There is an abundance of current British music that the ceremonies declined to showcase to the world and which we generally decline to boast about in our general media and so on. Pioneering electronic acts like Burial, Aphex Twin and Four Tet, for example, would have been more reflective of Britain's current contribution to the contemporary music world (though the first two would definitely have declined such is their reclusive nature). Britain had the opportunity to show and market its current and upcoming musical innovators but instead they chose to showcase the innovators from eras gone by - a history lesson rather than preaching its current crop. That Danny Boyle chose to play multiple tracks by noise producers Fuck Buttons in the opening ceremony is more reflective of what Britain should be priding itself on music-wise in the 21st century - current innovators who highlight that great on-going British creativity.
This summer the 60s have provided that great proverbial pomposterous elephant that refuses to trudge out of the music room; its immobility somehow evocative of Cliff Richards' years of refusing to stop singing at Wimbledon before the roof thankfully spared us of his 'services'. It's pretty impossible to ignore it. The Beatles changed the face of pop music, The Who were the great proponents of youthful rebellion, Led Zep gave the world hard rock, Pink Floyd gave the world Dark Side of the Moon and so on. Britain can hardly be bashful about this grand pedigree and it was right that they were given their due consideration in the opening ceremony that boasted Britain's history as well as its present. Their popularity is still massive as well. Various bursts of retromania down the years have allowed their presence to always be felt and there is the age-old fact that good music, as any good art does, remains good despite the shifting contexts of history. In an era where entire libraries of musical periods and movements are available within a few clicks on the internet and often for free, the emphasis on when the age of the band playing and the age of the listeners has been much diluted and that is undeniably a good thing. Recently I went through a phase of listening to early 90s shoegaze rock despite the fact that it's all around 20 years old and was originally made before I was born, but this doesn't matter anymore - the entire history of music is available for music lovers to immerse themselves in and to fall in love with as though they were there, listening to their debut LP at the time. This of course has to be celebrated.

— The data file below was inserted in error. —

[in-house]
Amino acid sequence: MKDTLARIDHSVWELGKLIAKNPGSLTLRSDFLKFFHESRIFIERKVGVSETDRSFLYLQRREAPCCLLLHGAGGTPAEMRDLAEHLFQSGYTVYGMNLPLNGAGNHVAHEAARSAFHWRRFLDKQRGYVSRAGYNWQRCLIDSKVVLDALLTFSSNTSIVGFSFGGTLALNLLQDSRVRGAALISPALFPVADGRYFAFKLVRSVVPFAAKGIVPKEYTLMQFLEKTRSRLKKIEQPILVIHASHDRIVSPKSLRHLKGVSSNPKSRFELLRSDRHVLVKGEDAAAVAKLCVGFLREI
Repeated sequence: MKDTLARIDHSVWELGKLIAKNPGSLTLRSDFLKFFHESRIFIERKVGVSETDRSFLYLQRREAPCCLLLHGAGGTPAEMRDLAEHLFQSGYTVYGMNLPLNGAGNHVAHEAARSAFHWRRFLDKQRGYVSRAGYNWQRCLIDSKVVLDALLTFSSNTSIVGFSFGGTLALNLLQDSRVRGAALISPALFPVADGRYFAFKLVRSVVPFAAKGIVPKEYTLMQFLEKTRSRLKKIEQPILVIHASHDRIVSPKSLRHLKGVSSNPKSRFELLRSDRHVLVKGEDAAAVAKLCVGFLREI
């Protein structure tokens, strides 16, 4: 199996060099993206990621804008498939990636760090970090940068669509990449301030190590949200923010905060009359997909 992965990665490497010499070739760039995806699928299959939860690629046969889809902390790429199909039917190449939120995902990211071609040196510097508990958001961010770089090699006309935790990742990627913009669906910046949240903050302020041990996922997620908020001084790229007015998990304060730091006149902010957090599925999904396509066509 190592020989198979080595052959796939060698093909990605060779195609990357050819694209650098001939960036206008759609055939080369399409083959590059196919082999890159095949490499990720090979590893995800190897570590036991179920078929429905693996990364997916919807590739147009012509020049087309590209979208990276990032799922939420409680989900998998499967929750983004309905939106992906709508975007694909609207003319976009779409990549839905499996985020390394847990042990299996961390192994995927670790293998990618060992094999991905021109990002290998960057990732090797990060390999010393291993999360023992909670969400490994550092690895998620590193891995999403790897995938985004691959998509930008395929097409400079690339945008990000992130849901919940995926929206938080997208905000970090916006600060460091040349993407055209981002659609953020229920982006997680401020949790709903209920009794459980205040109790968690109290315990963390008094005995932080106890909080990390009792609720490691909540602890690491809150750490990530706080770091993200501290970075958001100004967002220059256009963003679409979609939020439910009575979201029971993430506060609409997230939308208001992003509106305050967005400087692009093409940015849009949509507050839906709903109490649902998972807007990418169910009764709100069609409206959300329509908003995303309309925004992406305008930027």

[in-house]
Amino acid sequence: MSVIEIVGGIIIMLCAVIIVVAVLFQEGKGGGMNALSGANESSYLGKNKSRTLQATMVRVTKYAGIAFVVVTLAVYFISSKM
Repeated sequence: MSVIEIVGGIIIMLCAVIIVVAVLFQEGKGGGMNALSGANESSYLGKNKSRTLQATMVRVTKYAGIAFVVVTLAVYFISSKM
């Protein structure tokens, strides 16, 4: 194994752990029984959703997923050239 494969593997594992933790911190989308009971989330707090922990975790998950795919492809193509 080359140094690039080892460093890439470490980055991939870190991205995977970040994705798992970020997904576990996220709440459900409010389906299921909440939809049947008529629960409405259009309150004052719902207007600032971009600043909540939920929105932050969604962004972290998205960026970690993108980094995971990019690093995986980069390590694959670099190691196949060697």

But while the music remains great and loved, the insistence on wheeling these grand old names out at any occasion becoming trite. They've established their place in our musical hearts and affections, so let new bands and artists do the same. That's what celebrating British music should be about. Continuing their pedigree and letting new generations have their own movements and hoping that these movements too can have a lasting legacy. Whether they do or not is irrelevant. The early 90s alternative rock band Pavement had a line in their great song 'Gold Soundz' that went "Because you're empty and I'm empty/and you can never quarantine the past". It is often difficult to do this - to 'quarantine the past' - such is the brilliance of these great old bands, but as this summer gradually fades into autumn, the Indian Summer years of these great bands should be allowed to gradually come to an end. Their legacy is made, we need not overstate it and allow The Who's lyrics to become more dated, Paul McCartney's voice frailer and we certainly need to prevent John Lydon from doing any more butter adverts. In an era when the Prime Minister is a Smiths fan, it has to be accepted that the youthful rebellion that these great stalwarts exuded has been diluted by their ages - The Who's generation are now mostly retired. "Hope I die before I get old" - you didn't die, you got old.